Bixby Students Protest Gun Violence, Low Teacher Pay


Connor Wright

Sophomore Katelyn Adams marches at Bixby High School

Ralph Bernhardt, Reporter

About 140 Bixby High School students gathered at the campus clock tower Wednesday in solidarity with victims of school violence and underpaid teachers .

Chants of “Change! Change!” and “The will of the people will never be defeated!” periodically echoed throughout the crowd.

Students began gathering in the chilly weather at 9:42 a.m. in front of the main entrance to the building. Four Bixby police officers, plus 13 school officials and teachers, helped maintain a safe environment.

Many students wore orange clothing in remembrance of the 17 victims of the Marjory Stoneman Douglas High School killings on Feb. 14 in Parkland, Florida, exactly one month ago. Others brought signs bearing frustrated comments in regard to the Oklahoma legislature’s lack of action on teacher pay and gun violence.

One sign read, “Stop making our teachers move to Texas!” while another compared the value of an AR-15 rifle to that of a human life.

“I’m out here because I fight for the people – no matter what – and I don’t like watching people die,” said junior Briley Gregory, one of the first to attend.

Initial student numbers to the rally stayed at around a dozen, but grew to about 50 by 9:55 a.m. Many students left class at 10 a.m.; about 70 freshmen walked the quarter-mile from the Ninth Grade Center.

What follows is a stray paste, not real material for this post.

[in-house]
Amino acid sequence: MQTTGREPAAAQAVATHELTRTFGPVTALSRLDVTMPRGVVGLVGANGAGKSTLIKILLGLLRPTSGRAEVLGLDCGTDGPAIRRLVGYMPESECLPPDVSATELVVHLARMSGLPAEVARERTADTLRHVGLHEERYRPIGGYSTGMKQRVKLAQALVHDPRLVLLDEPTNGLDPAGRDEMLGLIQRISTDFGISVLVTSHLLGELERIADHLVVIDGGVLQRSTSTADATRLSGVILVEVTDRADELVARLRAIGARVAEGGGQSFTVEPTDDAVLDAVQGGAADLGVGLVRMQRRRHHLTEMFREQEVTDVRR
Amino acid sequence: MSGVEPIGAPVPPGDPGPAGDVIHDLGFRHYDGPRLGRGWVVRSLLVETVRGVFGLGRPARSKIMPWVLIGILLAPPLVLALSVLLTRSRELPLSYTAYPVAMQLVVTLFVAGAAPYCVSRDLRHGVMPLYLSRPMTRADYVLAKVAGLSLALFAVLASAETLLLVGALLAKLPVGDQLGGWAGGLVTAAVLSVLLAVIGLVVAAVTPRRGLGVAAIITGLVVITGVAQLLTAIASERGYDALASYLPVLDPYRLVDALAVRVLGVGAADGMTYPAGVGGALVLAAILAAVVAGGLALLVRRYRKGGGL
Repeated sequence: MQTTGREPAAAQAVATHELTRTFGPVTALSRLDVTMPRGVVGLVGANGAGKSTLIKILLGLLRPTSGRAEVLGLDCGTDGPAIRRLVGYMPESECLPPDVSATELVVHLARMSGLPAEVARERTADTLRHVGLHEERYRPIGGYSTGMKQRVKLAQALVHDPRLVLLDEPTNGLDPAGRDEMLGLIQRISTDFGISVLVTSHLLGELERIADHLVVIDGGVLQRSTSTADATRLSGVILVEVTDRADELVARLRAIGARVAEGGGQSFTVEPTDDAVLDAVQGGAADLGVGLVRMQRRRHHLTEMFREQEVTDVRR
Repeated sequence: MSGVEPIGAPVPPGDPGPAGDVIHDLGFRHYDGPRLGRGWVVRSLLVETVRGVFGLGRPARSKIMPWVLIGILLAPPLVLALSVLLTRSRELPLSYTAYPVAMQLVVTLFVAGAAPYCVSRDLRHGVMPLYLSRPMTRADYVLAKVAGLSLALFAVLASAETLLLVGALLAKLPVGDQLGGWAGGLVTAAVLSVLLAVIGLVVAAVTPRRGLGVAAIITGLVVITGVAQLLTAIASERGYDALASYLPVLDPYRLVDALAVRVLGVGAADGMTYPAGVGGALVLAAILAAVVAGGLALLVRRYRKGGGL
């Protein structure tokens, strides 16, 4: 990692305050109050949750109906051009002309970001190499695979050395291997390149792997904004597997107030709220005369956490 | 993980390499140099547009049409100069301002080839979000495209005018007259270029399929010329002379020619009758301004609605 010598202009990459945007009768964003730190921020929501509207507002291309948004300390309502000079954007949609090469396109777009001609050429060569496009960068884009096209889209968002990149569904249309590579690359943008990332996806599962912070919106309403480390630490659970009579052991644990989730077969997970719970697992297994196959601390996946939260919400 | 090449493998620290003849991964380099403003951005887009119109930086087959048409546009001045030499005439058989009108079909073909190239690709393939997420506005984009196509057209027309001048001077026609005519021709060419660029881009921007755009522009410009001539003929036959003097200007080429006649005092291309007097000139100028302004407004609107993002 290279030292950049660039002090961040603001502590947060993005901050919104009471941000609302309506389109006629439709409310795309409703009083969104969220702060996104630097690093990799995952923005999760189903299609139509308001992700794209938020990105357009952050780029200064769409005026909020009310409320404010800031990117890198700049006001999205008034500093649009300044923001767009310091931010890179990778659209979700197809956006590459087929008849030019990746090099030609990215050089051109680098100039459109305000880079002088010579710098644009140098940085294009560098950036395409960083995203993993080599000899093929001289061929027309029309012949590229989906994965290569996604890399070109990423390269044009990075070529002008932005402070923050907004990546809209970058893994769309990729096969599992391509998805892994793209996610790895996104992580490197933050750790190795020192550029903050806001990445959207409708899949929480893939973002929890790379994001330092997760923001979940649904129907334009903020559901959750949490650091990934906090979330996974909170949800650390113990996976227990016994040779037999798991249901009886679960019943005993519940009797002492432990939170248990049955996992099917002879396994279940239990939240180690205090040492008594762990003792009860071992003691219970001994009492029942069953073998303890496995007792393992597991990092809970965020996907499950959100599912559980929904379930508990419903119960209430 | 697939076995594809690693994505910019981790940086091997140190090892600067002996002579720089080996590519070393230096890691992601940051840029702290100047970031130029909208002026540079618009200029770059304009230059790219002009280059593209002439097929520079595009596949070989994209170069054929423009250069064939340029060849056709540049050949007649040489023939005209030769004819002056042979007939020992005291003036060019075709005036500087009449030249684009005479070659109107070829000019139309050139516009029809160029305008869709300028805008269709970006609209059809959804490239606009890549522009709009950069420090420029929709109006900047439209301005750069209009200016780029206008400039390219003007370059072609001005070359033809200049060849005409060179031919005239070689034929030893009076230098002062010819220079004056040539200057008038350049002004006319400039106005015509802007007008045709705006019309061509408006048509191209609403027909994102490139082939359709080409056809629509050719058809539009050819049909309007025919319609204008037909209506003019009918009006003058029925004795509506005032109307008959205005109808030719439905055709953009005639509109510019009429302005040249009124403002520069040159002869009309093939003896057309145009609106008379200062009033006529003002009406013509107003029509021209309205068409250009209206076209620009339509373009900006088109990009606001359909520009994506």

By 10:05, the protest had about 140 students stood in solidarity. Shortly after, students gathered in a large circle and waited for 10:17 a.m. in silence to commemorate the Parkland victims and others targeted by school violence.

The circle of silence stretched across the entire green space. At 10:17, students rose to their feet and conversed about politics, one another’s signs, and the surprising size of the turnout (five times more than student organizers expected).

“We need change. I believe we should start with better gun control, as well as regulations on how much ammunition someone can purchase,” senior Terra Wells said.

Social media posts shared by two Instagram accounts helped to organize students for the event, starting about three weeks ago. Many students feared that those who attended could be suspended or face other disciplinary penalties, but, by the end of the day, no student had been punished beyond a truancy.

Most students returned to their classes in the Brassfield Learning Center, the primary high school campus, or the Ninth Grade Center.

(Spencer Holmes contributed to this report.)